Amid criticism that his move to determine minimum qualifications for journalists is based on a misunderstanding of the nature of the profession, Press Council of India (PCI) chairperson, Markandey Katju, called for a ‘healthy debate’ on the issue and lashed out at ‘touchy journalists’. He has also expanded the mandate of the committee, meant to decide on educational standards for journalists, to suggest ways to regulate and supervise journalism institutes and departments.
Speaking to The Hindu, Mr Katju said that since journalism was now a ‘developed profession’, it required ‘formal qualifications’.
“Journalism is a specialised field now. Areas of super-specialisations like legal, financial, labour, agricultural reporting are growing. This requires formal training.” He argued that even peons needed a high school certificate. “What is the justification for journalists not meeting any minimum standards?”
Responding to the fact that many established and successful journalists never went to journalism school, the PCI chairman said they were good journalists ‘despite that, and not because of it’. “Many others could have become great journalists and blossomed, but did not because they did not have formal training.”
He also countered the argument that there were no legal barriers to become a journalist in any other democracy with a free and independent media. “Just because nothing has happened in the past and elsewhere does not mean it cannot happen in the future.”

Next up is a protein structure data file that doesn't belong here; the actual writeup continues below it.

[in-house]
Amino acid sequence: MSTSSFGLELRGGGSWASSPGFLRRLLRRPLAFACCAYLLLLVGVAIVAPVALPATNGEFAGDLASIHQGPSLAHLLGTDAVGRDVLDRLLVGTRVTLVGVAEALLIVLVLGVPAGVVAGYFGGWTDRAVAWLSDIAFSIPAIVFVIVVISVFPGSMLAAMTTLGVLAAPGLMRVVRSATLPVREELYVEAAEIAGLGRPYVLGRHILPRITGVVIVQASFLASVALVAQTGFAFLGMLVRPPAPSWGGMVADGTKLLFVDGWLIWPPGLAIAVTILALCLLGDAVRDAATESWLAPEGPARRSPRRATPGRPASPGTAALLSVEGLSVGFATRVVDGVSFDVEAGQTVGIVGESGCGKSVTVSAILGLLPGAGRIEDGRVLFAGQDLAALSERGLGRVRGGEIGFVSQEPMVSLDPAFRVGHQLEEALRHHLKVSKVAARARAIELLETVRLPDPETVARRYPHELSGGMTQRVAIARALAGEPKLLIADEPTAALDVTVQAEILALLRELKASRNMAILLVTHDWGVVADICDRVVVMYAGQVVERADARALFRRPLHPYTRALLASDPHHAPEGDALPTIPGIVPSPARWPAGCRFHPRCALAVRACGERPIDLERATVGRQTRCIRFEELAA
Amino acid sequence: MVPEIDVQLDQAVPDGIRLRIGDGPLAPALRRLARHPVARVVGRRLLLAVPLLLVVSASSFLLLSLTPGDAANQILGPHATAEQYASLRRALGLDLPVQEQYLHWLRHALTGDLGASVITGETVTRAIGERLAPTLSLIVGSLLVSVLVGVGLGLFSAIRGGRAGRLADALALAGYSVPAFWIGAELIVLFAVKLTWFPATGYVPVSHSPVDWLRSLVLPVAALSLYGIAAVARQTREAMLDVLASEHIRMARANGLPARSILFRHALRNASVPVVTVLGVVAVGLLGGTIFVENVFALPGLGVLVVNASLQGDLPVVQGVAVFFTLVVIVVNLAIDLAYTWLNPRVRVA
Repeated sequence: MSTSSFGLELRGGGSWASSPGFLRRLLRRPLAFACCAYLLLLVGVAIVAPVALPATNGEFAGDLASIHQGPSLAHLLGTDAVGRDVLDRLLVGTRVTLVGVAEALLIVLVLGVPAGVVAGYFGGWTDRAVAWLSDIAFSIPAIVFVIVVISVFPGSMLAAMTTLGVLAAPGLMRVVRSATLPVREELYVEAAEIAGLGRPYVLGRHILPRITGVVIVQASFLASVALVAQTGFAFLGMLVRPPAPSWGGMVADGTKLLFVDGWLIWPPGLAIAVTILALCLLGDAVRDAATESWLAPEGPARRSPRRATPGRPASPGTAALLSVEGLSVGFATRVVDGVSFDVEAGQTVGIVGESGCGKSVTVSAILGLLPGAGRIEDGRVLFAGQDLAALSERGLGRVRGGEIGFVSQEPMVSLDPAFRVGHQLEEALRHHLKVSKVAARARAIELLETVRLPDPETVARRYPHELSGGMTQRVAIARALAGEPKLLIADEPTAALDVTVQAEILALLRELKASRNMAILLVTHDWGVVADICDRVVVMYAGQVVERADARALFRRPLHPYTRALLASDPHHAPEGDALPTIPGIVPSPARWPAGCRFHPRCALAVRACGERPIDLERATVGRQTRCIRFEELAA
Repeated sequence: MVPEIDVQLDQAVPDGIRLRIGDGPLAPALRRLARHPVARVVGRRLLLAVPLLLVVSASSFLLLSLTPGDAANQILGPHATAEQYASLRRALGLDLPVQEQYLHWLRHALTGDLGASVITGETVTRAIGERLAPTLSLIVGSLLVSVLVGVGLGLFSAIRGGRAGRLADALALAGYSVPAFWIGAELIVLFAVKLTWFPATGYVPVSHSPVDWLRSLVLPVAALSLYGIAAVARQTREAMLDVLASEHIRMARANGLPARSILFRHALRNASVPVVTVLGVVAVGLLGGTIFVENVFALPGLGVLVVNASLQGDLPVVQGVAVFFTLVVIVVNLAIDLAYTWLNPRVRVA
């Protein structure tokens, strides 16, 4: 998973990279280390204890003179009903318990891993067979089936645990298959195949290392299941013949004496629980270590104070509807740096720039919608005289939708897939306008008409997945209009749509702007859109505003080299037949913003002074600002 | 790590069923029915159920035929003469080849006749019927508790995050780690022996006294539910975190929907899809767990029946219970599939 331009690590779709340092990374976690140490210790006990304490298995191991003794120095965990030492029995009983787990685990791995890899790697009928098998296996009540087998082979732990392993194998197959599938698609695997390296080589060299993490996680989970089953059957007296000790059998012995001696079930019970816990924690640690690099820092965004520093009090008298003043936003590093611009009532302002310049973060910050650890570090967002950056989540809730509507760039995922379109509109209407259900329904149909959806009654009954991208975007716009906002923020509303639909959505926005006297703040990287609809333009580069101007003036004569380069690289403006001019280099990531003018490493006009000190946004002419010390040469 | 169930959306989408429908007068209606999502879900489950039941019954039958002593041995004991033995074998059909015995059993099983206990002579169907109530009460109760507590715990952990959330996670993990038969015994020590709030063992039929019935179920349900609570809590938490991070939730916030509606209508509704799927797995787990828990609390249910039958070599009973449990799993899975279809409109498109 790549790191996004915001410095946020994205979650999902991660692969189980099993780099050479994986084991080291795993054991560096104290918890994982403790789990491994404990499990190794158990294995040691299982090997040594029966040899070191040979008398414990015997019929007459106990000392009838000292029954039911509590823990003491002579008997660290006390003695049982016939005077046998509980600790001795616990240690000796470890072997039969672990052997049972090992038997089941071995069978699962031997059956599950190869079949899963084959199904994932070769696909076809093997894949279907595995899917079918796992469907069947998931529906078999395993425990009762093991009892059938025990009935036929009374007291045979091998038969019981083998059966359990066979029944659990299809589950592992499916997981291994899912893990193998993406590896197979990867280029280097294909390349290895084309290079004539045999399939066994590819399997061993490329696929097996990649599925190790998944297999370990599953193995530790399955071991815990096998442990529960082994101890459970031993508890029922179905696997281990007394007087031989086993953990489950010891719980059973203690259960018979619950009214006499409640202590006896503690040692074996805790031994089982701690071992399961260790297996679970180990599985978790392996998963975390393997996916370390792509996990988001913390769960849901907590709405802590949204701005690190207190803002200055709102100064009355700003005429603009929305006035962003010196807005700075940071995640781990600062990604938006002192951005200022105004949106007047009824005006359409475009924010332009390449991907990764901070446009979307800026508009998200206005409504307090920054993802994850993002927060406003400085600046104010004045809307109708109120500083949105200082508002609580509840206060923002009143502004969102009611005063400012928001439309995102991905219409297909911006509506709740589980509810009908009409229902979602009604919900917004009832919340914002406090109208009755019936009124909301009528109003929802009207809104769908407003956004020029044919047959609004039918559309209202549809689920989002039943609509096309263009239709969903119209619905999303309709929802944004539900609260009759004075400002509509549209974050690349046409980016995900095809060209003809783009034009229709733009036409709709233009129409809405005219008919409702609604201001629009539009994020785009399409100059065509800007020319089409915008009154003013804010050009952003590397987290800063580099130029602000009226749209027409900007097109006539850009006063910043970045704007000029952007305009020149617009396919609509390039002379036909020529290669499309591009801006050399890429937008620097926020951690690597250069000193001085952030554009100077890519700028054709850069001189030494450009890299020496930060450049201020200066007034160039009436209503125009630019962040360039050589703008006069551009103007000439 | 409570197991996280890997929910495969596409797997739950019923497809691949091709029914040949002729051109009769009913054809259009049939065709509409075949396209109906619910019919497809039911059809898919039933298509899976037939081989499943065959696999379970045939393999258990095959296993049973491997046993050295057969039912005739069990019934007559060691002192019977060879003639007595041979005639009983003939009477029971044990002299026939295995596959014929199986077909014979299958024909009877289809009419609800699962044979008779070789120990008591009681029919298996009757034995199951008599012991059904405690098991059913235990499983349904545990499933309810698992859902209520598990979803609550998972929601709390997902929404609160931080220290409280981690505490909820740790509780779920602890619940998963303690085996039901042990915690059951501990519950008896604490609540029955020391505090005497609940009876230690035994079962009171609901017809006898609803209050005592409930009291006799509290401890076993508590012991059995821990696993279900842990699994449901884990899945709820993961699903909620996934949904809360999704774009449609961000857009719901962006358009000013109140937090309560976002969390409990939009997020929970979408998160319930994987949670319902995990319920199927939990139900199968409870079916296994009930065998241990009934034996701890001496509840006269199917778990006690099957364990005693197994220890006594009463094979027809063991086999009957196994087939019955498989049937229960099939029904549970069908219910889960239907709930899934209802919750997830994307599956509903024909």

Mr Katju also dismissed the notion that employers must be left with the right to judge whether someone was qualified and indicated regulatory bodies could set minimum standards.
Elaborating on his desired model, Mr Katju said that anyone who became a full-time journalist, even if the person had a masters or PhD in an academic discipline, must go through a journalism school. “They must obtain a diploma or degree. And then, like the Bar Council gives licenses to lawyers, journalists must get licenses. In case of any professional misconduct, these licenses can be withdrawn.”
He clarified that since the Press Council’s mandate was limited to the print media, the committee would not look at minimum standards in television or new media journalism. “But these mediums, like any social activity, must be regulated too.”
Mr Katju added that he was just making a suggestion. “The committee will give a report. The Press Council may accept or reject it, or accept it with modifications. It will then go to the government, which may accept or reject it. The government will then present it to parliament, which will send it to a Select Committee. The Select Committee will come back to the parliament. Both houses will debate it, and only after it is approved by a majority and the president signs it, the bill will become a law. Why make such a hue and cry instead of engaging in a healthy debate?”
Journalists, Mr Katju said, sat on judgement on everyone else but whenever anyone made a suggestion to reform the profession, they launched ‘furious attacks’. “Are they above questioning and criticism?” he asked.
The PCI move continued to draw criticism from media organisations. The Delhi Union of Journalists, in a statement, called it ‘regressive’ and said institutionalising minimum standards would make the professional ‘restrictive’ and reflect the ‘bias of the privileged’.
The South Asia Media Commission said the decision was beyond PCI’s ‘jurisdiction’, and would lead to the ‘end of press freedom’.